For Anna Villarreal and her team, there frankly wasn't enough being done. In turn, she developed a method that diagnoses these diseases earlier than traditional methods, using a pretty untraditional method in itself: through your menstrual blood.
Getting from point A to point B wasn't so easy though. Villarreal was battling a disease herself and through that experience. “I wondered if there was a way to test menstrual blood for female specific diseases," she says. "Perhaps my situation could have been prevented or at least better managed. This led me to begin researching menstrual blood as a diagnostic source. For reasons the scientific and medical community do not fully understand, certain diseases impact women differently than men. The research shows that clinical trials have a disproportionate focus on male research subjects despite clear evidence that many diseases impact more women than men."
There's also no denying that gap in women's healthcare in clinical research involving female subjects - which is exactly what inspired Villarreal to launch her company, LifeStory Health. She says that, “with my personal experience everything was brought full circle."
“There is a challenge and a need in the medical community for more sex-specific research. I believe the omission of females as research subjects is putting women's health at risk and we need to fuel a conversation that will improve women's healthcare.,"
Her brand new biotech company is committed to changing the women's healthcare market through technology, innovation and vocalization and through extensive research and testing. She is working to develop the first ever, non-invasive, menstrual blood diagnostic and has partnered with a top Boston-area University on research and has won awards from The International Society for Pharmaceutical Engineering and Northeastern University's RISE.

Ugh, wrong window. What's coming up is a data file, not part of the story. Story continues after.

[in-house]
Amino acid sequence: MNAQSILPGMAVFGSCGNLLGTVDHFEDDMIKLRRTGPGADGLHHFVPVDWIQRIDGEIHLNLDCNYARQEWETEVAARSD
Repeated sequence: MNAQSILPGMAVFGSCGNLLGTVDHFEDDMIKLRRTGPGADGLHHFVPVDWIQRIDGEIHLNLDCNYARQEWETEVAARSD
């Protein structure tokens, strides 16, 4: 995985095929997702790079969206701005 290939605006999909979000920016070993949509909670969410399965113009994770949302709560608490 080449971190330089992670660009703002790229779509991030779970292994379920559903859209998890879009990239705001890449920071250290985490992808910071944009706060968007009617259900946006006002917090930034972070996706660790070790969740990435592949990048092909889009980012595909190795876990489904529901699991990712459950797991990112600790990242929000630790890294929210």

How does it work exactly? Proteins are discovered in menstrual blood that can quickly and easily detect, manage and track diseases in women, resulting in diseases that can be earlier detected, treated and even prevented in the first place. The menstrual blood is easy to collect and since it's a relatively unexplored diagnostic it's honestly a really revolutionary concept, too.
So far, the reactions of this innovative research has been nothing but excitement. “The reactions have been incredibly positive." she shares with SWAAY. “Currently, menstrual blood is discarded as bio waste, but it could carry the potential for new breakthroughs in diagnosis. When I educate women on the lack of female subjects used in research and clinical trials, they are surprised and very excited at the prospect that LifeStory Health may provide a solution and the key to early detection."
To give a doctor's input, and a little bit more of an explanation as to why this really works, Dr. Pat Salber, MD, and Founder of The Doctor Weighs In comments: “researchers have been studying stem cells derived from menstrual blood for more than a decade. Stem cells are cells that have the capability of differentiating into different types of tissues. There are two major types of stem cells, embryonic and adult. Adult stem cells have a more limited differentiation potential, but avoid the ethical issues that have surrounded research with embryonic stem cells. Stem cells from menstrual blood are adult stem cells."
These stem cells are so important when it comes to new findings. “Stem cells serve as the backbone of research in the field of regenerative medicine – the focus which is to grow tissues, such as skin, to repair burn and other types of serious skin wounds.
A certain type of stem cell, known as mesenchymal stem cells (MenSCs) derived from menstrual blood has been found to both grow well in the lab and have the capability to differentiate in various cell types, including skin. In addition to being used to grow tissues, their properties can be studied that will elucidate many different aspects of cell function," Dr. Salber explains.
To show the outpour of support for her efforts and this major girl power research, Villarreal remarks, “women are volunteering their samples happily report the arrival of their periods by giving samples to our lab announcing “de-identified sample number XXX arrived today!" It's a far cry from the stereotype of when “it's that time of the month."
How are these collections being done? “Although it might sound odd to collect menstrual blood, plastic cups have been developed to use in the collection process. This is similar to menstrual products, called menstrual cups, that have been on the market for many years," Dr. Salber says.
Equally shocking and innovative, this might be something that becomes more common practice in the future. And according to Dr. Salber, women may be able to not only use the menstrual blood for early detection, but be able to store the stem cells from it to help treat future diseases. “Companies are working to commercialize the use of menstrual blood stem cells. One company, for example, is offering a patented service to store menstrual blood stem cells for use in tissue generation if the need arises."